“The schedule was a little leaky with the Carolina-Atlanta game and a couple of other games that we’ve had, but now we’re positioned for a nice run down the stretch,” said Michaels.

The 78-year-old was also asked how he remains energetic and passionate for the job he’s held for so long.

The games are exciting. I love sports. You don’t know what’s going to happen. There’s no script. And unscripted television is the greatest.”

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Sports TV News

Jimmy Pitaro: Reaching Younger Audience A Priority for ESPN

“The thing that keeps me up at night is how do we reach the younger audience. As an industry in general, we need to figure out how to be more relevant to younger people.”

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Many in the media industry have voice concern that millennials and Gen Z aren’t consuming traditional media outlets like previous generations. ESPN President Jimmy Pitaro said it’s a priority for the network.

“The thing that keeps me up at night is how do we reach the younger audience,” Pitaro said, quoted by Morning Consult sports business reporter Mark J. Burns. “As an industry in general, we need to figure out how to be more relevant to younger people.”

Pitaro made the comments at Sports Business Journal’s Media Innovators conference Wednesday. It is a continuation of comments he has made in recent years.

In 2018, Pitaro said at ESPN’s upfront “I think we are doing a fantastic job serving the sports fanatic,” said Pitaro. “What about the casual sports customer? Are we doing all we can to serve him or her?”.

In 2019, Pitaro said it was “all hands on deck” to reach a younger audience and women. “We have to be open and go to where our customers are,” he said in regards to reaching younger viewers on social media platforms like Instagram, Snapchat, and TikTok.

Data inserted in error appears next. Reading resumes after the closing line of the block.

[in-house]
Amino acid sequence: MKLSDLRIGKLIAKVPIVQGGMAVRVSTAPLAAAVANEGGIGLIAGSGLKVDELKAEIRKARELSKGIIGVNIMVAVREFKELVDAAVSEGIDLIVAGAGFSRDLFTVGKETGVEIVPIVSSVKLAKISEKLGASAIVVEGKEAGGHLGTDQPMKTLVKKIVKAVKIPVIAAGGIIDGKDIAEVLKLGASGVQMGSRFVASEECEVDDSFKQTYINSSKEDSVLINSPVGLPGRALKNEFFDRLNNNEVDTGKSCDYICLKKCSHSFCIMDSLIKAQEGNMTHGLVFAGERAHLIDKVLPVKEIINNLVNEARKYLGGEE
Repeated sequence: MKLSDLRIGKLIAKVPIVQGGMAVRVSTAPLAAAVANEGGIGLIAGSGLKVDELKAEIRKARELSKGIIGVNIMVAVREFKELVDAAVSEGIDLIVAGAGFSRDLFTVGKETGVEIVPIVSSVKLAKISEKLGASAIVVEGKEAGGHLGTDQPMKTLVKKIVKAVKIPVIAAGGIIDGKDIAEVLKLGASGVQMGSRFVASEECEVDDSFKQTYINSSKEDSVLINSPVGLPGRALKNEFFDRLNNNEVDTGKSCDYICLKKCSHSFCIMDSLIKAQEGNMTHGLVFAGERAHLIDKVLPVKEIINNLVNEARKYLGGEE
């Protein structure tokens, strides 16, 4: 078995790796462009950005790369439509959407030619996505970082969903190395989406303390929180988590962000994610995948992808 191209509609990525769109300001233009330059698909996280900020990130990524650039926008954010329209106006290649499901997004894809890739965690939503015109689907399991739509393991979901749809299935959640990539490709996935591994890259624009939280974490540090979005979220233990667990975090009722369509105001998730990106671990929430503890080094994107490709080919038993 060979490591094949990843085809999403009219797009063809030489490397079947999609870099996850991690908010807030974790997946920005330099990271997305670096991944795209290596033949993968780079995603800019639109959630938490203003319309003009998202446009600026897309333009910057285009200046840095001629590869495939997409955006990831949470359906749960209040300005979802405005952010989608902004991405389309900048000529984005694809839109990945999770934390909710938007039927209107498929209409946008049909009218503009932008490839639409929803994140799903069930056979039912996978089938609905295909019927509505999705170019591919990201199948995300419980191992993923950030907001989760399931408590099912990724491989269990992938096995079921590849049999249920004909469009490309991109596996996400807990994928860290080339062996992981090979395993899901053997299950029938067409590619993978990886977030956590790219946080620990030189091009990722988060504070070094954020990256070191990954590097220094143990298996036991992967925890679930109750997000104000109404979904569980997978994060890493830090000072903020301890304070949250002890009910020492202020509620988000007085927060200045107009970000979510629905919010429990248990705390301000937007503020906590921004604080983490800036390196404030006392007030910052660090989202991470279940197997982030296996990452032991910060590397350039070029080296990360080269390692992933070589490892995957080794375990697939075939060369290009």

Earlier this year, Pitaro added that ESPN won’t be leaving linear television anytime soon.

“What I will tell you is that as I sit here right now, that business is still incredible,” Pitaro said. “We serve the sports fan anyway and at any time. I know there are a lot of people that still want ESPN in that traditional ecosystem.”

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Sports TV News

Don Mattingly Joining Blue Jays Staff After YES Network Courtship

The former Dodgers and Marlins manager had been mentioned as a someone YES Network was interested in potentially hiring to be an analyst.

Jordan Bondurant

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YES Network

The New York Yankees regional sports network can take Don Mattingly off its talent wish list. Mattingly was announced Wednesday as a bench coach for the Toronto Blue Jays starting in 2023.

The former Dodgers and Marlins manager had been mentioned as a someone YES Network was interested in potentially hiring to be an analyst.

But Mattingly told Andrew Marchand of The New York Post this week that he had another opportunity in the works but wouldn’t elaborate.

YES also has been considering luring Yankees legend and Hall of Famer Derek Jeter into broadcasting. But no formal talks have taken place.